Conference is upon us and that can only mean one thing, or rather two things – alcohol and fringe events. The bad news is that it’s no champagne for the second year in a row, despite the election result. The good news is that Localis is hosting two exciting events dealing with key localist issues on Monday 4th October, both of which are well worth a visit.
Localis is proud to lead the way in pioneering new ideas on the devolution of power to local bodies and communities. Given the upcoming Comprehensive Spending Review announcement and significant cuts that local authorities will face, there has perhaps never been a more important time to discuss how local government can lead the way in delivering more for less. Localis’s two fringe events will do just this.
Our first event is a lunchtime panel debate from 12.30pm to 2.00pm on Monday in room 112 of the Jury’s Inn. Entitled ‘Total Place or Total Waste?’, and kindly sponsored by May Gurney, the discussion will focus on one of the hottest topics in Government – the potential for joined up services and pooled budgets at the local level to deliver better, more personalised, services while also making substantial savings for the public purse. A top notch panel is headed by Bob Neill, Minister for Local Government , and also includes Paul Carter and David Parsons, leaders of two of the councils which participated in the last Government’s Total Place pilots.
Our second event is an evening reception, complete with (non-sparkling) wine and canapes, which starts at 7.30pm on Monday in Media Suite B at the ICC. Held in conjunction with Birmingham City Council, this discussion, entitled ‘Total Neighbourhood: What role for local government in the Big Society?’, will investigate the viability of radically reshaping local services. The speakers, including Greg Clark, Minister for Decentralisation, and Mike Whitby, Leader of Birmingham City Council, will consider how best to encourage genuine community involvement in the production of services and promote the use of early intervention programmes.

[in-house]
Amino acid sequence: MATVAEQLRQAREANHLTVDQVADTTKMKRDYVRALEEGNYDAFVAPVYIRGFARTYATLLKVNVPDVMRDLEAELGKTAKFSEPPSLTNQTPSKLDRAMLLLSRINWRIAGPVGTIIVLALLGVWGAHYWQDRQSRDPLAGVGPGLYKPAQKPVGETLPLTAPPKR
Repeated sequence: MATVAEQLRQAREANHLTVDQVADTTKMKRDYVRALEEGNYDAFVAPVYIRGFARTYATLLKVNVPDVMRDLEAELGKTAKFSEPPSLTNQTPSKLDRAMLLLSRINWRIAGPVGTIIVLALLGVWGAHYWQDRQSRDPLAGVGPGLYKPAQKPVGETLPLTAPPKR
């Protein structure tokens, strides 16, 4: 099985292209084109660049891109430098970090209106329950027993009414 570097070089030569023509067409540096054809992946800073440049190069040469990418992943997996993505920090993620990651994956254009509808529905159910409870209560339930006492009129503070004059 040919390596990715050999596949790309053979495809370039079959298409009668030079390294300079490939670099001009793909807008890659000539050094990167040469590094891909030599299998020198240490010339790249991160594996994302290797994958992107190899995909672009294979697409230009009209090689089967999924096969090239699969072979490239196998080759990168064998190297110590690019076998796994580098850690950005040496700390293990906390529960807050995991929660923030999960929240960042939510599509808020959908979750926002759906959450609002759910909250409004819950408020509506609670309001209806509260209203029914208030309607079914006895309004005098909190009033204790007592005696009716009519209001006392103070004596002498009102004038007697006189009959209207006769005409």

This event ties in with the release of a major piece of research, also entitiled ‘Total Neighbourhood’, undertaken by Localis in association with Birmingham City Council. The report uses Birmingham’s recent experience to make innovative recommendations for councils to work with local communities to design services around locally prioritised outcomes and, where possible, to commission community-based groups to deliver those services.
With high profile speakers and a focus on one of the Government’s key policy areas, these events are certain to provoke lively, and hopefully good-natured, debate. I look forward to seeing you there…